Easdale Tarn in all its glory with the prominent Tarn Crag
The crags of Blea Rigg to the south west
Tarn Crag overlooks from the north
Eagle Crag guards the head of the valley
From a specific angle, Belles Knott appears as a pyramid of rock, poking into the sky, guarding the only escape out of Easdale from the west and affectionately know as the 'Matterhorn of the Lake District' for obvious reasons. Belles Knott gets more and more impressive as you approach it and climbing up alongside involves a semi-scramble up some very wet, slippery rocks. Once around the side, the pyramidal shape disappears and the path towards Codale is revealed. Though not marked on the map, the path is fairly easy to follow and the objective of Tarn Crag is obvious. After rounding the very base of Belles Knott, I reached Codale Tarn.

Eagle Crag and Belles Knott
The Matterhorn of the Lake District - Belles Knott
A view back into Easedale
Codale Tarn
Codale Tarn sits in a pleasant, secluded location that is often bypassed by walkers heading either up or down Easedale. Generally, it seems to be only visited by people who actually intend to visit it, which is either a shame or a blessing. Either way, as with Easedale, I was completely alone alongside its quiet, still waters. The perfect spot for some rejuvenating Jelly Babies. Wainwright described a route up to Sergeant Man via Codale Tarn which looks like a nice way to climb the craggy rocks that stand over it. For me though, the faint on-off path would lead onwards, past an old sheep fold and up on to Tarn Crag. After a brief, steep climb and a quick stroll to the east, I reached the summit, and what a summit it is.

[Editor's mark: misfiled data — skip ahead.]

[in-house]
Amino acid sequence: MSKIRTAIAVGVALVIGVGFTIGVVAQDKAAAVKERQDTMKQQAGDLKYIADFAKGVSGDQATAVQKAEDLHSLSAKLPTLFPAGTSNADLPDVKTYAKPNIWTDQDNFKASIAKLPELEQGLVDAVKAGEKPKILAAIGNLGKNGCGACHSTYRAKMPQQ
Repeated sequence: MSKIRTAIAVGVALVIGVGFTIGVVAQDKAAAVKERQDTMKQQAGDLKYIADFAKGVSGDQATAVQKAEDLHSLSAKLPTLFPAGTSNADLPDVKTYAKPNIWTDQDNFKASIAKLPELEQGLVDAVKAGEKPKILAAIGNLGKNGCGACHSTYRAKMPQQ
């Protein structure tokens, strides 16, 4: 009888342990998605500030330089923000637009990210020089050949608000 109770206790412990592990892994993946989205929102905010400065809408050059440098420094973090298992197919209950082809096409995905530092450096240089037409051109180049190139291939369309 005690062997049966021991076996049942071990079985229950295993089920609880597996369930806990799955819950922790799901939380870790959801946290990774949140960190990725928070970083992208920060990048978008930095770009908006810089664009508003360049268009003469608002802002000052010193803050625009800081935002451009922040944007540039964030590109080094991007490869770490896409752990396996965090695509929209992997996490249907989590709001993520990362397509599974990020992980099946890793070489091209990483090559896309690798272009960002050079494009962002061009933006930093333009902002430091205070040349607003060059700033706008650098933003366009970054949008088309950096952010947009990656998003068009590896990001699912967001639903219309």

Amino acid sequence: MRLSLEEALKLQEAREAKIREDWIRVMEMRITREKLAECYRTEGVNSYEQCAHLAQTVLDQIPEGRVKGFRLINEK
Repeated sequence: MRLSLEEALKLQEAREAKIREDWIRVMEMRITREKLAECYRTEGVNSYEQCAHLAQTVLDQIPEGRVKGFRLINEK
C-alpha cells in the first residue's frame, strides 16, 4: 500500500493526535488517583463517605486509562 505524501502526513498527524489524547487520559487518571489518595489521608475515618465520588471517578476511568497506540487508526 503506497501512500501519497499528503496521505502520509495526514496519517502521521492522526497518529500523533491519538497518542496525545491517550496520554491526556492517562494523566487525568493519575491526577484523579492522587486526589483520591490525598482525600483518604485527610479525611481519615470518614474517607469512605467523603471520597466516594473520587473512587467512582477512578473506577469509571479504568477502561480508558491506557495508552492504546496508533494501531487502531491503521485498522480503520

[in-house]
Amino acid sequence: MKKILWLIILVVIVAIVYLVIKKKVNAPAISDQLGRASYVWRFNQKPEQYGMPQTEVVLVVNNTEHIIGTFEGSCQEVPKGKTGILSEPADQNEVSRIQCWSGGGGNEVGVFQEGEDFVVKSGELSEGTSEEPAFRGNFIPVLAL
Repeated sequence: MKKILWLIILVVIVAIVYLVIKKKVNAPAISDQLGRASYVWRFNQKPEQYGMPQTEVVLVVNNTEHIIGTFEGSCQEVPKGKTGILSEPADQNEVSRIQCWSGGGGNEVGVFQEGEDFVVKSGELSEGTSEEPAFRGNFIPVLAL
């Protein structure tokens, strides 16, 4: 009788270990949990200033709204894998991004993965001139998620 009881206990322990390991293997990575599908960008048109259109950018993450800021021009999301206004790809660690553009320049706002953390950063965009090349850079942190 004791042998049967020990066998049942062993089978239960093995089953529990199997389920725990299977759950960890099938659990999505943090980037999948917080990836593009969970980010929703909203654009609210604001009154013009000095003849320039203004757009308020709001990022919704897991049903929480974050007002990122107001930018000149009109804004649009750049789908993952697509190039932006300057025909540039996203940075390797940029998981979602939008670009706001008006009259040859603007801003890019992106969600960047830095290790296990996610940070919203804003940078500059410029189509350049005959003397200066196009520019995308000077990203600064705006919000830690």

The uneven summit of Tarn Crag
The smaller cairn on the true summit of Tarn Crag
Easedale
Me, with the whole world behind
Despite the clouds, that were still quite low, the panorama from Tarn Crag is spectacular, stretching all the way down Easedale and including the fells of Blea Rigg, Silver How, Loughrigg Fell, Helm Crag and Gibson Knott. Like a kid in a sweet shop I spent a few minutes wandering around on the summit to find the pièce de résistance, the view down Tarn Crag right into Easedale Tarn.
The more impressive cairn on the secondary summit
Easedale Tarn
With Tarn Crag ticked off, it was time to turn my attentions to reaching the head of Far Easedale Gill, the valley that separates Tarn Crag from the ridge of Gibson Knott and Helm Crag. This involved an unexpectedly challenging, off path route directly from Tarn Crag, around Ferngill Crag to reach the path at Broadstone Head. With a combination of bog hopping and climbing the steep, grassy mounds I eventually found my way to the path and started to follow the old boundary fence posts towards Brownrigg Moss and Calf Crag.
The grassy climb up behind Ferngill Crag